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Giving the devil, an idol and The Boss their due

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Big releases: Devil’s Due (Jan. 17)

Big picture: In a modern version of Rosemary’s Baby, newlyweds Zach and Samantha McCall (Zach Gilford and Allison Miller) experience an "inexplicable lost night" on their honeymoon. For a normal couple, this could be attributed to too many bottles of vino, but for a Hollywood screenplay couple in an early January release (increasingly a calendar destination for horror), "You blacked out because you were impregnated with Satan’s baby" is also a viable explanation. Faster than you can say "I do," Samantha is showing signs of a bun in the oven. But the happy news quickly turns terrifying when the mama-to-be begins to exhibit supernatural symptoms and terrifying powers (Yes. Even more frightening than the ability to suffer an overwhelming pickle craving at any given hour of the day).

Forecast: Gilford, who was superb on TV’s Friday Night Lights, could give this cinematic devil its due. (If only it could have been a mash-up called Friday Night Lights: Devil’s Due. I would have loved to see the Kyle Chandler’s pragmatic Coach Taylor offer guidance to a young couple that just happen to be having Lucifer’s little bundle of evil. "Clear eyes, full hearts, can’t lose," wouldn’t exactly cut it anymore on the words of wisdom scale.)

Honourable Mention: The Nut Job. Charlie Sheen breaks with tradition and stars in his own biopic. (Sigh. In my dreams.) This one is actually an animated family film about a mischievous squirrel named Surly (Will Arnett) that gets banned from the park and is forced to live in the city — only to discover a way to win back his rodent friends: A high-stakes heist of the local nut store. Brendan Fraser and Katherine Heigl co-star. When it comes to rodent cartoons, at least this one doesn’t feature Alvin, Simon and Theodore. Did I mention Liam Neeson voices a villainous Raccoon? (Admit it. Now you kind of want to see it, don’t you?). I’m hoping for a mash-up sequel that pits Neeson’s raccoon against Neeson’s lion Aslan from the Narnia films.




Big Event: American Idol (Jan. 15 and Jan, 16, Fox/CTV Two, 8 p.m. This two-part, four-hour 13th-season premiere fills me with a multitude of questions such as "Really, this show is still on the air?" and "Did the producers make their own deal with the Devil to get people to care in perpetuity?" It is Season 13, after all. If judge J. Lo’s head turns 360 degrees at some point, or one of the female contestants mysteriously becomes pregnant after an "inexplicable, lost night" and starts choosing songs like the Stones’ Sympathy for the Devil or AC/DC’s Hells Bells, you’ll know elements of the film Devil’s Due are crossing over from fiction to fact.

Forecast: Crooner Harry Connick Jr. joins the judging panel this season, alongside the returning J. Lo and Keith Urban. Connick Jr. summed up his new gig best with these telling words: "It’s not rocket science, right?" No Harry, rocket science it is decidedly not. But Connick Jr’s effortless charm and comic timing should help American Idol steer a new course. He instantly gives the revamped judging panel more credibility. Whether that translates into ratings remains to be seen.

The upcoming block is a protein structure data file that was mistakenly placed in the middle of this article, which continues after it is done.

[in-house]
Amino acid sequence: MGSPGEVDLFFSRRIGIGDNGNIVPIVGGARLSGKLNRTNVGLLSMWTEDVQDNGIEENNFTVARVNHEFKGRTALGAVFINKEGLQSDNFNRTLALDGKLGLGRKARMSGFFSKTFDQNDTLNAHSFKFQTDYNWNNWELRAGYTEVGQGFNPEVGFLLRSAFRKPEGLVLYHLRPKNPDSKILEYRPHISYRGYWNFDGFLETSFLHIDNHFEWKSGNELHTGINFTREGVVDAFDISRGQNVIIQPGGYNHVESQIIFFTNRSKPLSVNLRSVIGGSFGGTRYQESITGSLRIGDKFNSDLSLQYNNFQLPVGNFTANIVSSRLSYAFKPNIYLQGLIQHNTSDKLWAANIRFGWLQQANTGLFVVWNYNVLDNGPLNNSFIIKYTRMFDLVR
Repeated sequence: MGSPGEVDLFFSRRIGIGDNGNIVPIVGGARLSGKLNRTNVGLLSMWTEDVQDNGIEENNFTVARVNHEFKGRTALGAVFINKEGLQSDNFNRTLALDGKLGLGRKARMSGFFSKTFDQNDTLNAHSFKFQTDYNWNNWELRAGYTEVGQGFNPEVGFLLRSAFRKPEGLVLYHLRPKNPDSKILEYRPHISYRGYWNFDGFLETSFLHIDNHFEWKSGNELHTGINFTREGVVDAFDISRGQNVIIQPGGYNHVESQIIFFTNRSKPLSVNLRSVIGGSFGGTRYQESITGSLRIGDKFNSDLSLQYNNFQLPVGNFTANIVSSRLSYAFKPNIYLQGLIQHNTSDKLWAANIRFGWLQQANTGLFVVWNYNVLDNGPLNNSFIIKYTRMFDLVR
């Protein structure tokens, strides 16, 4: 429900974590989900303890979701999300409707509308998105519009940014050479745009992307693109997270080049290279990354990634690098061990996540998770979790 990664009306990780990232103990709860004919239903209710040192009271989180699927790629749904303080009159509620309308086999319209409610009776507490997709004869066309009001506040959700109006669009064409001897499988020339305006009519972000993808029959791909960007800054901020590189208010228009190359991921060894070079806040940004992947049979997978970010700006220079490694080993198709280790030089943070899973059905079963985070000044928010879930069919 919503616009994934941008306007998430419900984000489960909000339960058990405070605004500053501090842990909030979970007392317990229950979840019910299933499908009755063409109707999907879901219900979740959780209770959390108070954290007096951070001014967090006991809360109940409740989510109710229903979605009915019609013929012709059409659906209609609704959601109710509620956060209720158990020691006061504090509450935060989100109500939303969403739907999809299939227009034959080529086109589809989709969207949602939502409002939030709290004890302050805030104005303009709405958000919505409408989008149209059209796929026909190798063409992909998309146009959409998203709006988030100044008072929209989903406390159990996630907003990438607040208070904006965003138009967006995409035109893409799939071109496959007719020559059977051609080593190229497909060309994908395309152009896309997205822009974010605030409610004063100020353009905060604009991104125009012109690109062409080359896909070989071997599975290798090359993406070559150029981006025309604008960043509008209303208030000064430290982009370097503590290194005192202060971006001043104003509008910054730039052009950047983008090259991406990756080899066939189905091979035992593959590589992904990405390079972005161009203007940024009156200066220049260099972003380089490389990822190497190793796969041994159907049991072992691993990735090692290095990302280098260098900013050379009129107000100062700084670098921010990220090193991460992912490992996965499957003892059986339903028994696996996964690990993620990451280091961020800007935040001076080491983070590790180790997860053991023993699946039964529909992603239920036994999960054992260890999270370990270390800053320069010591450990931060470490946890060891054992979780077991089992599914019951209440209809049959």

Honourable Mention: Looking (Jan. 19, HBO, 10:30 p.m.) This new series follows the lives of three gay friends in San Francisco, offering a candid look at their relationships, romances and career challenges. Think Sex and the City and Girls, but with characters more grounded in the real world (Carrie, Samantha and company often felt like a borderline parody). Glee’s Jonathan Groff co-stars as Patrick, a 29-year-old video game designer returning to the romantic game after his ex-boyfriend’s engagement... I can guarantee Vladimir Putin won’t be watching. All the more reason you should.




Big releases on Jan. 14: Bruce Springsteen (High Hopes), Sharon Jones & the Dap-Kings (Give the People What They Want)

Big picture: Fans have high hopes for a new Springsteen album that promises a mixture of studio outtakes, covers and re-recorded originals. Rage Against the Machine’s guitarist Tom Morello subs in for the E-Street Band’s Steve Van Zandt on eight of the 12 tracks, including covers of Just Like Fire Would from Australian punk band the Saints, and Dream Baby Dream from Suicide, a ’70s New York punk outfit. Meanwhile, the 57-year-old Sharon Jones has been giving the people what they want for years. The soul revivalist releases her fifth studio album. She’ll tempt you to shake every inch of your body with her timeless voice. The Dap-Kings horn section will seal the deal.

Forecast: The Boss came by the nickname for a reason. He is never wrong. Meanwhile, Sharon Jones’ retro soul will find an even wider fan base. Her last album peaked at No. 15 on the Billboard charts. Expect this one to top it. In a world of vacant pop stars and Auto-Tune addicts, Springsteen and Jones ring true.

Honourable Mention: Blackie and the Rodeo Kings (South). The Hamilton alt-country super group — featuring heralded songwriters Stephen Fearing, Colin Linden, and Tom Wilson — always turn south for their blues and country influences. With a fitting album title, you can expect they’ll once again be heading in the right musical direction. Expect this one to be a contender for Roots & Traditional Album of the Year at the 2015 JUNO Awards.



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